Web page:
Following the bitterly contested campaign and the long, drawn-out post-election process, Jefferson sought to sooth the nation’s anger. In his inauguration speech, he called on his fellow citizens to be “united in common efforts for the common good.” 

In 1824, Andrew Jackson became the only candidate in American history to win both the most popular and electoral votes yet be denied the White House.

When none of the four major candidates that year received a majority of the electoral votes, the decision was turned over to the House of Representatives.

House Speaker Henry Clay used his influence to ensure that on February 9, 1825, the House declared John Quincy Adams to be the next president.

Jackson’s followers fumed, especially when Adams nominated Clay to be his secretary of state. They characterized Adams’s victory by a vote in the House, followed by Clay’s appointment, as a “corrupt bargain.” 

Despite the wishes of some of his adherents who urged him to reject the outcome, Jackson accepted the House decision, returned to Nashville, and promptly started strategic planning for his overwhelming defeat of Adams in 1828. 

In 1876, Samuel Tilden became the only candidate ever to win over 50 percent of the popular vote and still lose the presidency. That was because Tilden fell one electoral vote short of the 185 needed for victory. Republican Rutherford B. Hayes had 165 electoral votes, with 20 in dispute.

The electoral controversy dragged on for months. As the bitterness between the two parties intensified, members in both parties considered using force to solve the problem. Democratic governors discussed mobilizing National Guard units to install Tilden as president, while Republicans threatened to activate regular army units on behalf of Hayes.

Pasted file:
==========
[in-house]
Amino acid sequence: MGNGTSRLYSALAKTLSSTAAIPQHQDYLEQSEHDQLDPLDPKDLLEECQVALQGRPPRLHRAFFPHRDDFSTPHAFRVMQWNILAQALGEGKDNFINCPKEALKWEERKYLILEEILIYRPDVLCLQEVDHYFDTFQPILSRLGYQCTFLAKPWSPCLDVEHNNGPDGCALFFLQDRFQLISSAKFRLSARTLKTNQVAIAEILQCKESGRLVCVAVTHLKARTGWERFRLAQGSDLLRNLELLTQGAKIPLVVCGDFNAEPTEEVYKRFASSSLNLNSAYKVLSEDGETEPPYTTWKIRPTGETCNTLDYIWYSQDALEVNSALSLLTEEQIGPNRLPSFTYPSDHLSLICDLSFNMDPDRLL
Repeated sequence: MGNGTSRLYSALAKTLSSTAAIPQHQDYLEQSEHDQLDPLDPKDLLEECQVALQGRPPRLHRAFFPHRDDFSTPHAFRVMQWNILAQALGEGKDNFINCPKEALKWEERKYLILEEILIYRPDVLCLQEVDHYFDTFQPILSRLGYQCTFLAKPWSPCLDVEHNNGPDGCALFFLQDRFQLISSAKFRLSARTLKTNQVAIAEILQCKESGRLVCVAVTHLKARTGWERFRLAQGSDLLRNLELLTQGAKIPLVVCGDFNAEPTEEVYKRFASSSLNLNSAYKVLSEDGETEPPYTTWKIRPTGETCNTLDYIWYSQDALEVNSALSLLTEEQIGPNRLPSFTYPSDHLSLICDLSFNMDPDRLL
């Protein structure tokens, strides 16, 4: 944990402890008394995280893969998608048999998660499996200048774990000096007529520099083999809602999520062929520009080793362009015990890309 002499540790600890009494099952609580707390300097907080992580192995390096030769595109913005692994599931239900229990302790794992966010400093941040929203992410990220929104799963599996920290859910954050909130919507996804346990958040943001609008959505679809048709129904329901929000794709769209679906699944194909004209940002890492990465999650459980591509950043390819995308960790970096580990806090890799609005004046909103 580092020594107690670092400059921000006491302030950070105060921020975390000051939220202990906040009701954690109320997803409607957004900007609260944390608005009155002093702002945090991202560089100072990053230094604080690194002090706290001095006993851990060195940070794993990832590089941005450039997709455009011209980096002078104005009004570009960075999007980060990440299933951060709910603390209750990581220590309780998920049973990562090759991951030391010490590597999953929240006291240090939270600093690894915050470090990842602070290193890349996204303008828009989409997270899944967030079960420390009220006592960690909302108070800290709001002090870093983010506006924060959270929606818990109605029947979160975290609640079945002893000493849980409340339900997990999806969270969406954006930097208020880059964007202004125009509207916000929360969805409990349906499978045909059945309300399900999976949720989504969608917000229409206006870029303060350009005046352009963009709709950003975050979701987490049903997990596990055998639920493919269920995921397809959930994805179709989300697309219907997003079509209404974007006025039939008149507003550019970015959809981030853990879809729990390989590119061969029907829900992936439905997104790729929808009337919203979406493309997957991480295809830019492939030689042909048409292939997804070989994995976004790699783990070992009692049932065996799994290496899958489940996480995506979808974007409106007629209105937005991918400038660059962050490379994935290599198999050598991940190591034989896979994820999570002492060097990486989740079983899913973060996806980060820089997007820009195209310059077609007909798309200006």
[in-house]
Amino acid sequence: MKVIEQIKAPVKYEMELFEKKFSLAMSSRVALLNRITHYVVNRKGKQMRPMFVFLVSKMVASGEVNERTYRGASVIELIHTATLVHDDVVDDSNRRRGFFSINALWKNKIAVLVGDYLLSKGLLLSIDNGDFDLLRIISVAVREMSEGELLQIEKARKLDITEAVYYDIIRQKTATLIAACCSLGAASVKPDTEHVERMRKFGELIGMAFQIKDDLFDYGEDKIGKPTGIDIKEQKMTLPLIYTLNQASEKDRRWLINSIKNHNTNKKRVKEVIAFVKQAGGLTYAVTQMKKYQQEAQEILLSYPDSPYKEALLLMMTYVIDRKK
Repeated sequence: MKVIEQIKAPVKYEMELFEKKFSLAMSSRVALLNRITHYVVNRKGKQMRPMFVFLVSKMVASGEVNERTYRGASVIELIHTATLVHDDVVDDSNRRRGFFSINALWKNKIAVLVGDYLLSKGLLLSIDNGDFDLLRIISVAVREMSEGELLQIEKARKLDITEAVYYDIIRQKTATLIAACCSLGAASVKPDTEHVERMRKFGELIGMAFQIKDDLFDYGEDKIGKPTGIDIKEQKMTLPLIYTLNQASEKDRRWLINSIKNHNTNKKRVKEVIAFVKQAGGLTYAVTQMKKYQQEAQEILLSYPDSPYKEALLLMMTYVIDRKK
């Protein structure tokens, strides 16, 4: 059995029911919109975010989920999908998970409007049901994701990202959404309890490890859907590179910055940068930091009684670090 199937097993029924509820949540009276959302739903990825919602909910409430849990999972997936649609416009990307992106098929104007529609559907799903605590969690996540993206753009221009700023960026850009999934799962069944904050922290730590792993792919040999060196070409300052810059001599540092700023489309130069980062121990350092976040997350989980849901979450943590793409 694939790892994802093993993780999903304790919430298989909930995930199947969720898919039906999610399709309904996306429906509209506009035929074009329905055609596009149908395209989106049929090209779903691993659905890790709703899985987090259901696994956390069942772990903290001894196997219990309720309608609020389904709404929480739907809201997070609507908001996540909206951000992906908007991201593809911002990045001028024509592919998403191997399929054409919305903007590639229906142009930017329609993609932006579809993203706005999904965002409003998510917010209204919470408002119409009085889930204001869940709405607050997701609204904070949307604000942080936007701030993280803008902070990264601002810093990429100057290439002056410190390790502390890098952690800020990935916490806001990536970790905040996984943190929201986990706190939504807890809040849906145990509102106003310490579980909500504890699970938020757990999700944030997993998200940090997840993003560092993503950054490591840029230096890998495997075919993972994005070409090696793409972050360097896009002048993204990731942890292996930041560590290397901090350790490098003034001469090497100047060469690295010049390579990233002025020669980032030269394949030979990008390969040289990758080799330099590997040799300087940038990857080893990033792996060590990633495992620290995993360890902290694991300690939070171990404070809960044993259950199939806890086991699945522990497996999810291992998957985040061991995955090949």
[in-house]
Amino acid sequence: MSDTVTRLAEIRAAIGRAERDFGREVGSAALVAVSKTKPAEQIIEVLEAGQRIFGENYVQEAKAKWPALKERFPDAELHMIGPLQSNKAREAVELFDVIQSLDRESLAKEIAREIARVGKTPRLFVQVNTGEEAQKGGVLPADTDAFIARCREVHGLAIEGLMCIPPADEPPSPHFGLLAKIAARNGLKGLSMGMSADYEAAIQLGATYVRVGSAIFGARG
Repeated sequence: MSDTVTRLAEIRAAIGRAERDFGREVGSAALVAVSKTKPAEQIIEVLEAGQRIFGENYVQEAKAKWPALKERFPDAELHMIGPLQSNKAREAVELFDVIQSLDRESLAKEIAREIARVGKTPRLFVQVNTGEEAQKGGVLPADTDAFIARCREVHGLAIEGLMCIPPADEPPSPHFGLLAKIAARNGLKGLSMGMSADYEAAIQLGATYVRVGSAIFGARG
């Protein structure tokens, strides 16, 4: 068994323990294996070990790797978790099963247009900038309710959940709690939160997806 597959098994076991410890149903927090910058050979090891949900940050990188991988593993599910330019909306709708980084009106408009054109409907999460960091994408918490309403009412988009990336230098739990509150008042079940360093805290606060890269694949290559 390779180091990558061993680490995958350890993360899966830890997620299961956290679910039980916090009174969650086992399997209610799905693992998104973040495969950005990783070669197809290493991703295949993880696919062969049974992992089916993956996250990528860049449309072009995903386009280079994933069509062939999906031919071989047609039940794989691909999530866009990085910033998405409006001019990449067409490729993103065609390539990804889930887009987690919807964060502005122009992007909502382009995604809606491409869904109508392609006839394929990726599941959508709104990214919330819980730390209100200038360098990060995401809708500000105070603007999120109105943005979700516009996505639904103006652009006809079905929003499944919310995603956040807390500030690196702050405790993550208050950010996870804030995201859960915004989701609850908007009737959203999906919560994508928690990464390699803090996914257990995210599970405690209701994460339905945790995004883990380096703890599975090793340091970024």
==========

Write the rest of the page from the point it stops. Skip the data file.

To break the deadlock, Congress appointed a special electoral commission, which voted 8-7, along straight party lines, that all disputed electoral votes be credited to Hayes.  

In what has been labeled “the Compromise of 1877,” southern Democrats accepted Hayes's election provided that federal troops be removed from southern states, effectively ending Reconstruction and leading African Americans in the South to suffer through decades of Jim Crow disenfranchisement. 

The Commission’s final resolution was not announced until almost the eve of the scheduled inauguration. Significantly, Tilden accepted the outcome and encouraged his followers to do the same, thus avoiding another Civil War. 

In 2000, Al GoreAlbert (Al) Arnold GoreFox News president warns of calling winner too soon on election night: 2000 still 'lingers over everyone' Older voters helped put Trump in office; they will help take him out Debate is Harris's turn at bat, but will she score? MORE won a plurality of the popular vote, but fell short of an electoral majority. The ultimate outcome hinged on whether he or Republican George W. Bush would receive Florida’s 25 electoral votes. 

After weeks of contentious legal battles, on December 12, 2000 the Supreme Court declared in a 5-4 decision that the previous vote certification in Florida should stand and there should be no further recounts. This gave Bush a total of 271 electoral votes, one more than the 270 required to win.  

At a time when the country was polarized in anger, Gore’s gracious concession and Bush's moderate victory speech went a long way toward calming the nation. 

Although the four inconclusive electoral outcomes initially resulted in chaos, the runners-up ultimately accepted the outcomes. This remains the bedrock principle of our democracy; without this our entire democratic system would be in peril.

Ralph Nurnberger taught history and international relations at Georgetown University for over 30 years. He previously served on the staff of the Senate Foreign Relations Committee.